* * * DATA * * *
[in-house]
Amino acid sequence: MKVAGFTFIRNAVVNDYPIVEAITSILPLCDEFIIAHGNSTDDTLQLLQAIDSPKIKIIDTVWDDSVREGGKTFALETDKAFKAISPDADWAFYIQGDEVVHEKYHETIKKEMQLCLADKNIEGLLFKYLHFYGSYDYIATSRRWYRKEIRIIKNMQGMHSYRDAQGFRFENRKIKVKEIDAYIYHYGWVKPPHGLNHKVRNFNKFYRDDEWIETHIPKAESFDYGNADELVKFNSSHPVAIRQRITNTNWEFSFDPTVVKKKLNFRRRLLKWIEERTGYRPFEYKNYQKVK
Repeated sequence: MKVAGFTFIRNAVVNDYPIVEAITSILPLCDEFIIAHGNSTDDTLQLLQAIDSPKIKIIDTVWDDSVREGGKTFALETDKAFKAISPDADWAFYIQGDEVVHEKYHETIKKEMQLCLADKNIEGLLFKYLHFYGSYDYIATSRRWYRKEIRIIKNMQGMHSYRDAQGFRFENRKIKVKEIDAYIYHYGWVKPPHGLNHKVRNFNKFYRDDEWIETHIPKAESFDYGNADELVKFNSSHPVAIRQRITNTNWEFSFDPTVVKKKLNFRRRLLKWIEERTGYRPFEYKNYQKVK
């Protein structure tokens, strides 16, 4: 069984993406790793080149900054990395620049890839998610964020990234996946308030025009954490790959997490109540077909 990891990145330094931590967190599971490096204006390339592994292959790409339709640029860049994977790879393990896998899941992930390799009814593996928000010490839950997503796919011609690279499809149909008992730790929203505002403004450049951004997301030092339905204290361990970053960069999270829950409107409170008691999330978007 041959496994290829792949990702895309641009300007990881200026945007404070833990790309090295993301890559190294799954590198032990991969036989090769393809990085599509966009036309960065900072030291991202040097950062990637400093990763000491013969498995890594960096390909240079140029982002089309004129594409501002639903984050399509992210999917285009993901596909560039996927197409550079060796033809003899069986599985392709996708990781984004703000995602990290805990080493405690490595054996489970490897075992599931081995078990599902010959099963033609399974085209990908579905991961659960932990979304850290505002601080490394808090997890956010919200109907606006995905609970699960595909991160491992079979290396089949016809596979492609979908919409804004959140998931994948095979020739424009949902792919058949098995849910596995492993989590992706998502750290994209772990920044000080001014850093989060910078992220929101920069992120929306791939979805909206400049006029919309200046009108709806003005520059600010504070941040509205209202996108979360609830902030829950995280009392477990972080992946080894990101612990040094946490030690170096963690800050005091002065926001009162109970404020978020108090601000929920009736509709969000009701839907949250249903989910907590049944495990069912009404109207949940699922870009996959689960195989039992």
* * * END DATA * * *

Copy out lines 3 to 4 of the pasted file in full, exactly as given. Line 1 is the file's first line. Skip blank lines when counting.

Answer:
Repeated sequence: MKVAGFTFIRNAVVNDYPIVEAITSILPLCDEFIIAHGNSTDDTLQLLQAIDSPKIKIIDTVWDDSVREGGKTFALETDKAFKAISPDADWAFYIQGDEVVHEKYHETIKKEMQLCLADKNIEGLLFKYLHFYGSYDYIATSRRWYRKEIRIIKNMQGMHSYRDAQGFRFENRKIKVKEIDAYIYHYGWVKPPHGLNHKVRNFNKFYRDDEWIETHIPKAESFDYGNADELVKFNSSHPVAIRQRITNTNWEFSFDPTVVKKKLNFRRRLLKWIEERTGYRPFEYKNYQKVK
């Protein structure tokens, strides 16, 4: 069984993406790793080149900054990395620049890839998610964020990234996946308030025009954490790959997490109540077909 990891990145330094931590967190599971490096204006390339592994292959790409339709640029860049994977790879393990896998899941992930390799009814593996928000010490839950997503796919011609690279499809149909008992730790929203505002403004450049951004997301030092339905204290361990970053960069999270829950409107409170008691999330978007 041959496994290829792949990702895309641009300007990881200026945007404070833990790309090295993301890559190294799954590198032990991969036989090769393809990085599509966009036309960065900072030291991202040097950062990637400093990763000491013969498995890594960096390909240079140029982002089309004129594409501002639903984050399509992210999917285009993901596909560039996927197409550079060796033809003899069986599985392709996708990781984004703000995602990290805990080493405690490595054996489970490897075992599931081995078990599902010959099963033609399974085209990908579905991961659960932990979304850290505002601080490394808090997890956010919200109907606006995905609970699960595909991160491992079979290396089949016809596979492609979908919409804004959140998931994948095979020739424009949902792919058949098995849910596995492993989590992706998502750290994209772990920044000080001014850093989060910078992220929101920069992120929306791939979805909206400049006029919309200046009108709806003005520059600010504070941040509205209202996108979360609830902030829950995280009392477990972080992946080894990101612990040094946490030690170096963690800050005091002065926001009162109970404020978020108090601000929920009736509709969000009701839907949250249903989910907590049944495990069912009404109207949940699922870009996959689960195989039992």